Co-operation and a leap of faith

I’ve always been someone who questions things. I look at things from the outside in, and one of my mottos for work on the farm is – the way we’ve always done things isn’t always best. The beauty of the Monitor Farm programme is that everyone is doing things differently, and we can all learn from each other.

At our launch event in November I want to get an understanding of what other farmers are doing and what they’re interested in learning. We’ll be using a technique called Turning Point Response – everyone gets a wireless clicker and can vote in real time on the issues being discussed.

Simply put, my aim for this programme is to drive forward the businesses of all those who want to get involved. By working together as a unit of similar minded farmers, the group can achieve a lot more than one person alone could. I see farm co-operation as something farmers will have to do in the future, even though it can be a bit of a leap of faith.

We’ve been farming a long, 12-year rotation, since the 1970s and we’ve seen this has an amazing impact on our yields. After two years of herbage grass, our soil organic matter is fantastic, and the first winter wheat after grass usually yields around 12t/ha.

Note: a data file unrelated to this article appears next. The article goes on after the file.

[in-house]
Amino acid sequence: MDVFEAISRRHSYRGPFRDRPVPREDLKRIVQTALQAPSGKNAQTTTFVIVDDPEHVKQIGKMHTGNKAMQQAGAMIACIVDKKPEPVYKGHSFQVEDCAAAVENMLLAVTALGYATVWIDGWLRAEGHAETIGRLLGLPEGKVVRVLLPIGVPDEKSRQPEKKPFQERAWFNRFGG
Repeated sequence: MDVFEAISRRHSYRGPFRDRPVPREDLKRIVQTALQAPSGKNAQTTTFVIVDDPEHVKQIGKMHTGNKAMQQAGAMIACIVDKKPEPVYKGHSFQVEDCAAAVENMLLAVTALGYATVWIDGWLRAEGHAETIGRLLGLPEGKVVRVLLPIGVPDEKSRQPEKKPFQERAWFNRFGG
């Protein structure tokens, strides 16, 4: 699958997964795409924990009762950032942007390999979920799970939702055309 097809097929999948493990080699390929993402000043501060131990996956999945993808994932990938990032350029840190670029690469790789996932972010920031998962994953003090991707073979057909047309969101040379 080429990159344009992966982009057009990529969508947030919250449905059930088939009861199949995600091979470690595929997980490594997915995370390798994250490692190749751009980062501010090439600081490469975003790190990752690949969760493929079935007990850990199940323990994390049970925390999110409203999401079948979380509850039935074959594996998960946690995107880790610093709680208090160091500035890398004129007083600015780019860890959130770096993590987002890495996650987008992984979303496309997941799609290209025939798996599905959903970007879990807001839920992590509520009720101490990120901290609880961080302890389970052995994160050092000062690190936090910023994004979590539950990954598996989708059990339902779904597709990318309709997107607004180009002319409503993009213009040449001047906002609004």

BrianBarker

BrianBarker

Brian and his cousin Patrick run E.J. Barker & Sons, a family farm partnership and contracting business in Suffolk dating back to 1957. The 667ha arable farm business is farmed on 12 - and nine-year rotations, incorporating winter wheat for feed, spring barley, herbage grass seed, oilseed rape and a break crop of beans, linseed or peas. Environmental consideration is crucial to the running of the business, and remains a key factor in all decision-making on farm.

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